The honeymoon period for PSIMs has come and gone. Clients have enjoyed the hype of ‘unification’ and ‘system convergence’, have paid the overpriced invoices, and learnt in the process. The tolerance for gaudy advertising and glib sales promises have waned, and the market now demands the features that it was promised. It is time for the management system industry to put up, or move on.
The solution is not as simple as some engineers would think: simply ensure that we implement everything we’ve promised. The market now demands more, as it always does, and the power of a system is no longer defined by how easily it integrates cameras into a single front-end, or how fast it escalates any alarms it has received. Clients now want to use their expensive PSIMs and integrated solutions in more areas than just security, and these systems now have to influence the bottom line.
The expectation is that the versatility and future-proofing properties of the procured systems will allow their use in areas such as operations, logistics and shared services. The client now expects the sales consultant to understand their business case, and to understand that the client’s security operations may often be a secondary aspect of their enterprise.
A guarding company is a labour broker with serious service level management challenges. Should a guard not muster on site at the correct time, it not only presents a breach in site security, it is also a failure in service delivery that may result in penalties applied to the associated contract.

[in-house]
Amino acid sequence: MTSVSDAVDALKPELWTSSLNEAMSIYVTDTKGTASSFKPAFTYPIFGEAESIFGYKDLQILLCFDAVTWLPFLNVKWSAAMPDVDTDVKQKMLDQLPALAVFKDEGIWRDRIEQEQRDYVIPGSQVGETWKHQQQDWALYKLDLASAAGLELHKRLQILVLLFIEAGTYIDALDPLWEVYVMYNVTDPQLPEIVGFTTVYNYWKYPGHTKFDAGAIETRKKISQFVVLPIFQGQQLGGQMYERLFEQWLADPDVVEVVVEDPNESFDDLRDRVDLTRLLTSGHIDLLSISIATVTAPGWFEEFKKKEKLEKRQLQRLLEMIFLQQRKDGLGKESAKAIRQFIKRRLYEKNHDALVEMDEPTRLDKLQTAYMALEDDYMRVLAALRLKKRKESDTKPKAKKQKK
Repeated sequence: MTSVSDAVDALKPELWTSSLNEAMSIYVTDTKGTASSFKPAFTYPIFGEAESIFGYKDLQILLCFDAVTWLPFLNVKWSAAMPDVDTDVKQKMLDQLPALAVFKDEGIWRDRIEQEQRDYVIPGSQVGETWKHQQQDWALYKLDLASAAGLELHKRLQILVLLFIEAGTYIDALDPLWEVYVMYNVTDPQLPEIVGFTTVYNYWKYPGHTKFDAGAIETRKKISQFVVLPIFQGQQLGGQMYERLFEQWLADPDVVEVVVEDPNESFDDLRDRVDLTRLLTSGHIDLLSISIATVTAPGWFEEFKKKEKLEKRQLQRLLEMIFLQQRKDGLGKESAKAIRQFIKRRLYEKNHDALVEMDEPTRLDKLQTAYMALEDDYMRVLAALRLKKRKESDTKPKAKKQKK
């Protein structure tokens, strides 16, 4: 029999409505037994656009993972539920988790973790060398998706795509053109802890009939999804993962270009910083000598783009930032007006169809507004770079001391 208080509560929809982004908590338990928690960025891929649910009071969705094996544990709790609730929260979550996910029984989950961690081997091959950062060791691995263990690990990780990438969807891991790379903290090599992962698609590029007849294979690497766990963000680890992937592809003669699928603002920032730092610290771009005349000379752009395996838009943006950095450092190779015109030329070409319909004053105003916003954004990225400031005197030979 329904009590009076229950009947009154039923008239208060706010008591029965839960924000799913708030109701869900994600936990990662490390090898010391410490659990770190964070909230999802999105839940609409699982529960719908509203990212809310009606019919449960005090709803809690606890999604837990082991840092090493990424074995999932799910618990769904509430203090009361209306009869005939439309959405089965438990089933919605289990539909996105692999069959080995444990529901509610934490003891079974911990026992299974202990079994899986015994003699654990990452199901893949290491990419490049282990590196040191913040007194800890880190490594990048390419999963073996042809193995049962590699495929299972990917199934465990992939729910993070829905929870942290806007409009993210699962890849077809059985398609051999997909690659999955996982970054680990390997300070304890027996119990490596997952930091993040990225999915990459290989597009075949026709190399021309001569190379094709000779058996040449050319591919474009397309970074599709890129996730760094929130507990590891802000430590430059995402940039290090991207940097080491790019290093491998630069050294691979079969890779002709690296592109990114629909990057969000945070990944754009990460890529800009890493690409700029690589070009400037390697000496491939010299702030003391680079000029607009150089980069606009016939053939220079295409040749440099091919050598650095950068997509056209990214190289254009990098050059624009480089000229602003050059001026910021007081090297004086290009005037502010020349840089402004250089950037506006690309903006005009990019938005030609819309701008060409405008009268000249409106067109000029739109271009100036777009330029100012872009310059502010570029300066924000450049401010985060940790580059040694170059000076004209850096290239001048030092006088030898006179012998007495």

The client’s logic, in this case, is quite clear: if you can show me my guard’s positions on a map, surely you can warn me if a guard’s blip does not go active within the required time slot? In doing so the PSIM not only fulfilled its security mandate, it also saved the client a hefty deduction on an already thin margin.
What value for what cost?
The new client expectations may be viewed as unfair by the market servicing both security and security systems, but it is unfortunately a reality of dealing in this market. The offering listed on a tender is just that much more attractive if it includes practical, real-world impact on client profitability, as opposed to a long list of integrated camera brands, or a register of biometric protocols that will never ever be bought by the client’s security manager in any case. The technology no longer warrants the price tag, and the only way to get the sale is to offer more value, and value that is useful to the client.
Clients will often pay if the perceived value supports the quoted price, but only if the value received exceeds the expected specification. Your software offers an interactive map interface that plots device movements, signals and statuses? Add the ability to also display service levels achieved per managed site, or expected billable hours per month, and suddenly the sales or finance manager is willing to contribute to the security manager’s budget for the procurement of your software. Allow him to plot the OPEX per site based on job cards and he will probably buy the complete system himself.